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How might developers invest?

As developers, or other flavours of techies and digital people, we get paid pretty decent salaries.

With all that income, we would be foolish not to think about saving and investing some of it for the future – for the sake of our future selves as well as those we care about, such as spouses, children, relatives, friends.

One of the key insights of a range of investors over the past several decades is that money loses its value over time. This is due to a combination of inflation and opportunity cost. Inflation reduces the buying power of our money, so that $20, 5 years from now, buys less than $20 would have bought today. Opportunity cost means that the money that is just sitting there and doing nothing isn't going to grow, whereas money that is invested in some productive way may grow larger in the future.

Another key insight is that you should invest in what you know. It's better to invest in areas that you understand well, so that you will be better able to judge which investments are good value for money and which aren't. In this regard, investment is similar to any other kind of purchase. If you want to buy a car, it's worthwhile doing some research in order to understand what you're buying and make sure you get a good deal, both in the short-term and long-term.

Putting these two insights together, I arrive at the following question:

What are some ways that developers/techies can harness their specific knowledge and skills, in order to invest and grow their wealth?

Before throwing the question open to the community (which I'm more than eager to do!), I'd like to give you a brief run-down on some ideas I have used or am exploring.

  • Investing in technology to save time/money. This is the easiest and lowest-hanging fruit. As software/tech people, we often know how to automate certain aspects of our lives and use computers and other devices to save ourselves time and money. We are often early adopters of technology, so we can realise savings earlier than the majority of people. A few examples: I saved on overseas calling costs by using Skype and Google Voice when these were still new technology. I saved on small purchases by ordering online when this was still new. I developed my own calorie/cost-tracker for food, thus saving money and losing weight. These investments continue to save me money.

  • Investing in online courses to increase our wages. Using our technical knowledge, we can be selective about which courses we invest time and money into, and thus end up with specialised knowledge that's a good fit for ourselves and the market, resulting in higher wages.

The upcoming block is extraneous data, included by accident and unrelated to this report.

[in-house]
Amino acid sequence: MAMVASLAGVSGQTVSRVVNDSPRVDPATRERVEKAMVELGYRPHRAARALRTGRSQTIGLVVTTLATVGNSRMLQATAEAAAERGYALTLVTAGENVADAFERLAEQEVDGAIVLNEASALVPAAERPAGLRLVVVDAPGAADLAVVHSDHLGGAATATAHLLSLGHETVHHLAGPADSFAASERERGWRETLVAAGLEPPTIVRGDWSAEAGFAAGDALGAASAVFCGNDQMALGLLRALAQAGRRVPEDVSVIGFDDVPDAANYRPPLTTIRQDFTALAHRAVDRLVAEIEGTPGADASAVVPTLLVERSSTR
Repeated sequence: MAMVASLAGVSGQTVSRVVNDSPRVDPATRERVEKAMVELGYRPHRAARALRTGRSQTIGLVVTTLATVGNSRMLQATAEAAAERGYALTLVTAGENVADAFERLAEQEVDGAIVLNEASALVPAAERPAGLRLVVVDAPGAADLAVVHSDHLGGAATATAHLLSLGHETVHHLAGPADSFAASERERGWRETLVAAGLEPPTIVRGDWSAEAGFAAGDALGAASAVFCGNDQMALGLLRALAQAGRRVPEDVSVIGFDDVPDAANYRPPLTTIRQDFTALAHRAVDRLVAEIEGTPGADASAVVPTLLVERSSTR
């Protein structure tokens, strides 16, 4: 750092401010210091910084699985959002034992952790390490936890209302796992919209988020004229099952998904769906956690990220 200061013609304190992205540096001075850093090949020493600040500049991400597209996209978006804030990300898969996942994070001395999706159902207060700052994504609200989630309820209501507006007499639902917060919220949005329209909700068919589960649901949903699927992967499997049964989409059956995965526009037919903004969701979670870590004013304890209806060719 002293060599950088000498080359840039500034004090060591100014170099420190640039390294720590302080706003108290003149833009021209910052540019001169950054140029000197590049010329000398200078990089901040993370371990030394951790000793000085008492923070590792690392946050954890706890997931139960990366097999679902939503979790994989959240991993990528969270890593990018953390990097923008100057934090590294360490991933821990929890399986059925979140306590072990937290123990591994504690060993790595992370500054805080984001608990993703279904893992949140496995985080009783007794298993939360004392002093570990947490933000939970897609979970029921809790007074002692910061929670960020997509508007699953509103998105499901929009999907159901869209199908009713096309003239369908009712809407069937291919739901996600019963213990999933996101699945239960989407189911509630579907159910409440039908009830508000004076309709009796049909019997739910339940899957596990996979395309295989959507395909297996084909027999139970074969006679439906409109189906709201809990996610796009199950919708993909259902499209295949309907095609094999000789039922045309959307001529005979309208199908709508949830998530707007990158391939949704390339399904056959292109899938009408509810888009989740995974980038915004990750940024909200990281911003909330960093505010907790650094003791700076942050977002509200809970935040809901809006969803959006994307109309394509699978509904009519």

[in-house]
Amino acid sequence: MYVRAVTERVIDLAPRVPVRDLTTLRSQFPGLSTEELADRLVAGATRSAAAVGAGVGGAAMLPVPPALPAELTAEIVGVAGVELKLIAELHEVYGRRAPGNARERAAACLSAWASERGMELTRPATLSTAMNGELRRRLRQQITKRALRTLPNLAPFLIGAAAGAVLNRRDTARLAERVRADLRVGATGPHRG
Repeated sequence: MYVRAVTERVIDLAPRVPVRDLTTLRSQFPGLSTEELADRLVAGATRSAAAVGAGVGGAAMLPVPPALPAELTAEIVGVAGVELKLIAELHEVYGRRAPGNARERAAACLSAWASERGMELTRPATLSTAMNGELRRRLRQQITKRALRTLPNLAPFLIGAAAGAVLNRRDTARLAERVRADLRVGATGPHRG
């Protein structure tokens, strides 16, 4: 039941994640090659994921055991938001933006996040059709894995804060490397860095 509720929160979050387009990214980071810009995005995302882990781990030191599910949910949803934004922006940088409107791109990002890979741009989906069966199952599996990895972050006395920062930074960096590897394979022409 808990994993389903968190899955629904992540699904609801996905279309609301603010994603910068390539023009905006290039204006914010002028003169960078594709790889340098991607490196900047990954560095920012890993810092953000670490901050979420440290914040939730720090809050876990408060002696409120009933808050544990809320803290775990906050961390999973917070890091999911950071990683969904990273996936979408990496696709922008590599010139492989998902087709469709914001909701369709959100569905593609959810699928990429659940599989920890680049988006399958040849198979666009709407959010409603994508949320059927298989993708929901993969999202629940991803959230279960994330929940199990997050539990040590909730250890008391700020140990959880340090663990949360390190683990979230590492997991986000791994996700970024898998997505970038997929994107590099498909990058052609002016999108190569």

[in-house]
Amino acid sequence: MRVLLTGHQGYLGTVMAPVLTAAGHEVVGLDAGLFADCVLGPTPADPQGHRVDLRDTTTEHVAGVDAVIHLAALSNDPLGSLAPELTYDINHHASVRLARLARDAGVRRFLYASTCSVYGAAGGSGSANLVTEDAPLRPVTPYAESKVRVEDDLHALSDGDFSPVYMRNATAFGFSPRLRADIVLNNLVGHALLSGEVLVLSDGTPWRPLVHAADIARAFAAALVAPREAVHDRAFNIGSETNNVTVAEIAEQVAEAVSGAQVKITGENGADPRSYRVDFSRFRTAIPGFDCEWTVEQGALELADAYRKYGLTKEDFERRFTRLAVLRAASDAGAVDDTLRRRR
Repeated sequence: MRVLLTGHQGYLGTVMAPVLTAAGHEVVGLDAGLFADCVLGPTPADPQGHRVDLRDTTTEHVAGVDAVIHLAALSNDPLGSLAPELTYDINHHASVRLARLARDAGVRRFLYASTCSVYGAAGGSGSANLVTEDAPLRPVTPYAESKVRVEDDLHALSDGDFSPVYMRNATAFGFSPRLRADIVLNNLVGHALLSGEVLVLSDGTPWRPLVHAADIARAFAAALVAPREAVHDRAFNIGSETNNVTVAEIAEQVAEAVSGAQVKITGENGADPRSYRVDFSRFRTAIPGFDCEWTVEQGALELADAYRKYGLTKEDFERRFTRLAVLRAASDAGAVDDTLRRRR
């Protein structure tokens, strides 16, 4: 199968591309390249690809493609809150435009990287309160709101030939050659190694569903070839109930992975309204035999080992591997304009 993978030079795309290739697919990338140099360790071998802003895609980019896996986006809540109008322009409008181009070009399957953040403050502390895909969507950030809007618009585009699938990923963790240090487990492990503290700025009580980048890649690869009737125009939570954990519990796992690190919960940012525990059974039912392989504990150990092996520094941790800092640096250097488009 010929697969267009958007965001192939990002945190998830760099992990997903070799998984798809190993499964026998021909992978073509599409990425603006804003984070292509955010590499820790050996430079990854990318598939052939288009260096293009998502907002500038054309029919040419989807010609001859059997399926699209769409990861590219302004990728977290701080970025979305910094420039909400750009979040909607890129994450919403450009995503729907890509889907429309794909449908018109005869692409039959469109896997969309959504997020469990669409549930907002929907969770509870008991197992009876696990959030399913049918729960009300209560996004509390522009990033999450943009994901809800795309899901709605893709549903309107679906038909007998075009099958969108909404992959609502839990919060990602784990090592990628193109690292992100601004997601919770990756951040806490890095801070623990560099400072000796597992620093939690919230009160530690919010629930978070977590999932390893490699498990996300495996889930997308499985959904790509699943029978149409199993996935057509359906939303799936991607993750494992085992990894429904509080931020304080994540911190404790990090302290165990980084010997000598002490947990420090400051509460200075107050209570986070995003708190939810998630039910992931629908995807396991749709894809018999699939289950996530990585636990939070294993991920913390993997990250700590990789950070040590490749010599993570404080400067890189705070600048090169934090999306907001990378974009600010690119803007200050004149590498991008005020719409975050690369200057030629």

• Investing in online properties, such as domains. By purchasing a marketable domain name and building an online presence on top of it (or paying someone else to do so) we can own a slice of the Internet and generate advertising or other revenues through the traffic we capture.

  • Building a start-up. Not for the faint-of-heart, but opportunity does exist, for those with a good idea, the right networks and a good sense of timing and the market place. If we live frugally and earn a decent wage, we can save up enough money to take 6-12 months off our regular day job and try to launch our own startup. It might be a paid software product or SAAS, a consulting firm, an open-source project that can be monetised via support or premium services or a blog or YouTube channel that can be monetised through advertising.

  • Venture funding. This is an area I still need to learn more about. To my current knowledge, not many people can be VCs (Venture Capitalists), partly due to the large amounts of cash needed in order to gain leverage, and partly due to regulations that require investors to have a certain amount of extra cash in order to engage in certain kinds of investment activity. However I am keen to explore this area further and look for ways that I might be able to use my technical expertise and judgement to invest in companies and projects in which I feel confident in their success.

  • Picking stocks. I don't see big short-term opportunities in this area, but with some insight into the tech market specifically and a long-term 'buy and hold' strategy, I imagine some tech people could make a decent amount of profit from a small number of well chosen tech stocks.

So now I'd like to pass the baton to my fellow developers and techies. What would you consider interesting investment ideas for people with your knowledge? Do any of the ideas in this article strike you as either good or bad, and why? Have you started or invested in VC firms, or have you considered doing so, and why/why not?

Keen to get your thoughts!

Top comments (1)

steelwolf180 profile image
Max Ong Zong Bao

Investing in your health so that you can perform at a high level.

Investing in your network to help gain insights, knowledge, contracts or access to lucrative deals.

Investing to become a leader to lead a team to tackle the harder problems which you can't do it yourself.

Investing in building a team to work on super complex problems that require various domains to grow and preserve your wealth.